Critical Acclaim for Afinat Records
Prokofiev: Music for Violin & Piano
Jameson Cooper, violin
Ketevan Badridze, piano
AR1601 - Release Date: 9/23/16
Read the Press Release
Donald Rosenberg, Gramophone Magazine
“Cooper treats the lyrical lines [in Violin Sonata No. 2] with loving sensitivity and manages the tricky feats as if they are natural extensions of his nimble artistry. In the Five Melodies, his sweetness of tone and seamless phrasing are reminders of the music’s beginnings as vocalizes… [Violin Sonata No. 1] is a deeply affecting score that Cooper and Badridze, a pianist of bold accomplishment, shape as a series of somber and reflective scenes…”
Terry Robbins, The Whole Note
There’s more lovely duo playing on Prokofiev Music for Violin and Piano, the debut duo CD by violinist Jameson Cooper and pianist Ketevan Badridze issued on the Afinat Records label (AR1601) in celebration of the 125th anniversary of the composer’s birth. The English-born Cooper has long been active in the United States, and is the first violinist with the Euclid Quartet in residence at Indiana University South Bend, where Badridze is also on the faculty as a senior lecturer.
It’s a CD that certainly makes a lovely birthday present, with outstanding playing of the three works on the program: the Five Melodies Op.35bis; the Violin Sonata No.1 in F Minor Op.80; and the Violin Sonata No.2 in D Major Op.94bis. Both performers are in great form, with their outstanding techniques allowing them to explore the emotional depths of the dark and intensely personal F Minor sonata in particular.
Cooper and Badridze have some top competition in this field – I’ve reviewed similar CDs by Viktoria Mullova, Alina Ibragimova, Jonathan Crow and James Ehnes in the last few years – but this is a disc that can more than hold its own. Cooper’s insightful and perceptive booklet notes complete a terrific package.
Mark Estren, Infodad.com
"A top-notch new CD from Afinat offers thoughtful and beautifully played versions of all this music, with Jameson Cooper and Ketevan Badridze showing a fine sense of the works’ very different moods and a truly commendable give-and-take in their performances of the music...
Sonata No. 2 requires a violinist capable of balancing its virtuosic elements with a kind of elegance that would not be out of place in the Classical era, and this is just what Cooper brings to this reading...
There is so much angst in Sonata No. 1 that the music seems barely able to hold it all, and performers sensitive to the content – as Cooper and Badridze clearly are – need to keep the darkness at bay while making it clear just how urgently the abrasive elements want to burst through...
These [Five Melodies] partake fully of Prokofiev’s style, and invite a level of expressive warmth that they receive in full from the performers here."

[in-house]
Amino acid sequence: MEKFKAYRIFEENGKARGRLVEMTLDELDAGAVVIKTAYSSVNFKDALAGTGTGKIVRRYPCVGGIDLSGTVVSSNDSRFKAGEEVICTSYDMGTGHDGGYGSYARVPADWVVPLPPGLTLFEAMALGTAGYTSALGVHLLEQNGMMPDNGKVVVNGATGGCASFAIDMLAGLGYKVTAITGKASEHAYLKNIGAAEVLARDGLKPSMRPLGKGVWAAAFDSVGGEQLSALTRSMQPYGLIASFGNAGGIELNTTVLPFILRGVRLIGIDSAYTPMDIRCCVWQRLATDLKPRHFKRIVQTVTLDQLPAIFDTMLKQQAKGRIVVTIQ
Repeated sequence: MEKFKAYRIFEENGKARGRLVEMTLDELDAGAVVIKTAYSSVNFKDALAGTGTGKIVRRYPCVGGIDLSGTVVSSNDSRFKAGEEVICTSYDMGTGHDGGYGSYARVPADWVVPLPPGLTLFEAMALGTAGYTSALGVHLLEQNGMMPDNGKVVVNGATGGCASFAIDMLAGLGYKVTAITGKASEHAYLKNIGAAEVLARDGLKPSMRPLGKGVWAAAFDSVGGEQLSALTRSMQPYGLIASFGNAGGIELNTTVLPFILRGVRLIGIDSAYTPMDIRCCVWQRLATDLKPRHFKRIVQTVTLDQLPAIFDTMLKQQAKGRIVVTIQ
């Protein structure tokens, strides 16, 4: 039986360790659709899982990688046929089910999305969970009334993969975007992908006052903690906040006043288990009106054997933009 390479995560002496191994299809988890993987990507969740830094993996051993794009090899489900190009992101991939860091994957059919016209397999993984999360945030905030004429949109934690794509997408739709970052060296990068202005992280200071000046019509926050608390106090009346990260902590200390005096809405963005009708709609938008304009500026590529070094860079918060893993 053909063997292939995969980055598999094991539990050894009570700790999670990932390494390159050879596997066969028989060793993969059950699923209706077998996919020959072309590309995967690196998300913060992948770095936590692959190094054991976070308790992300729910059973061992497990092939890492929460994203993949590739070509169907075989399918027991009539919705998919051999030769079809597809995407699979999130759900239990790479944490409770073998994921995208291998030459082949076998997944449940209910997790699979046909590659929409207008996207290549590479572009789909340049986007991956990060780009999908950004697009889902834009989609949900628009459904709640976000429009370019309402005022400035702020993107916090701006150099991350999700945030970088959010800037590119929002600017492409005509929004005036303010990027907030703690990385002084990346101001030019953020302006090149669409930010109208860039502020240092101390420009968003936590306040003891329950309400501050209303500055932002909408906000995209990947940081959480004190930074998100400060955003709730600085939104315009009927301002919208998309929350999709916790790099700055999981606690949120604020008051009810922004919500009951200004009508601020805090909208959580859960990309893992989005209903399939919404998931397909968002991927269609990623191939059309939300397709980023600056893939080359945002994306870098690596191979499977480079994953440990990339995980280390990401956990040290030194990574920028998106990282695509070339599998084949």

American Quartets: Antonín Dvořák & Wynton Marsalis
AR1701 - Release Date: 10/6/17
Read the Press Release
Terry Robbins, The Whole Note
The American Euclid Quartet presents two works separated by almost exactly 100 years on American Quartets, featuring works by Antonín Dvořák and Wynton Marsalis… The Dvořák is the String Quartet No.12 in F Major Op.96, “American"... The performance here is warm, effusive, vibrant and dynamic... It seems a long journey from such a completely familiar and frequently heard work to the Marsalis String Quartet No.1 “At the Octoroon Balls".... It’s a long (almost 45 minutes) but utterly engrossing work of seven sections, the longest of which – at ten minutes – is the astonishing opening Come Long Fiddler for solo violin, recalling, in dazzling fashion, the old Black country dance fiddle tradition. Blues, jazz, African, folk, spiritual and ragtime influences abound in the remaining sections, with simply terrific writing and playing: Mating Calls and Delta Rhythms; Creole Contradanzas; Many Gone; Hellbound Highball; Blue Lights on the Bayou. Finally, with Rampart St. Row House Rag, here we are at what Dvořák envisioned and encouraged – the use of New World musical material as the basis for classical composition. It makes perfect sense of an apparently diverse program on an outstanding CD.”
Rafael Acha, Rafael's Music Notes
"From the very first track of this CD we are quite aurally assured of being in the good company of kindred spirits... [Dvořák's F Major Quartet] is given in this CD an exuberantly played performance that on repeated playbacks continues to delight the listener. The Euclid Quartet has a limpid sound, a faultless technique and both musicianship and musicality... With an equal mix of precision and panache, the Euclid takes on the jazz-inflected, freely polytonal musical language of Wynton Marsalis’ At the Octoroon Balls. Marsalis brilliantly spices up his multi-ethnic musical gumbo, creating a vibrantly rhythmic composition that provides the Euclid Quartet with an opportunity to successfully show their virtuosic versatility..."
Jack Walton, South Bend Tribune
Euclid Quartet explores 'American Quartets' on new CD - October 8, 2017 (Feature Story)
"Antonín Dvorák’s “American” string quartet is among the composer’s most famous chamber works, and it’s been recorded many times over the decades. Usually, LP and CD versions of the work find it paired with quartets by other European composers such as Mozart or Brahms.
But for its latest CD, the Euclid Quartet gives Dvorák’s American-themed piece a fittingly American partner: Wynton Marsalis’ String Quartet No. 1: “At the Octoroon Balls.” The album, called “American Quartets,” is a brand-new release, out this week on Afinat Records..."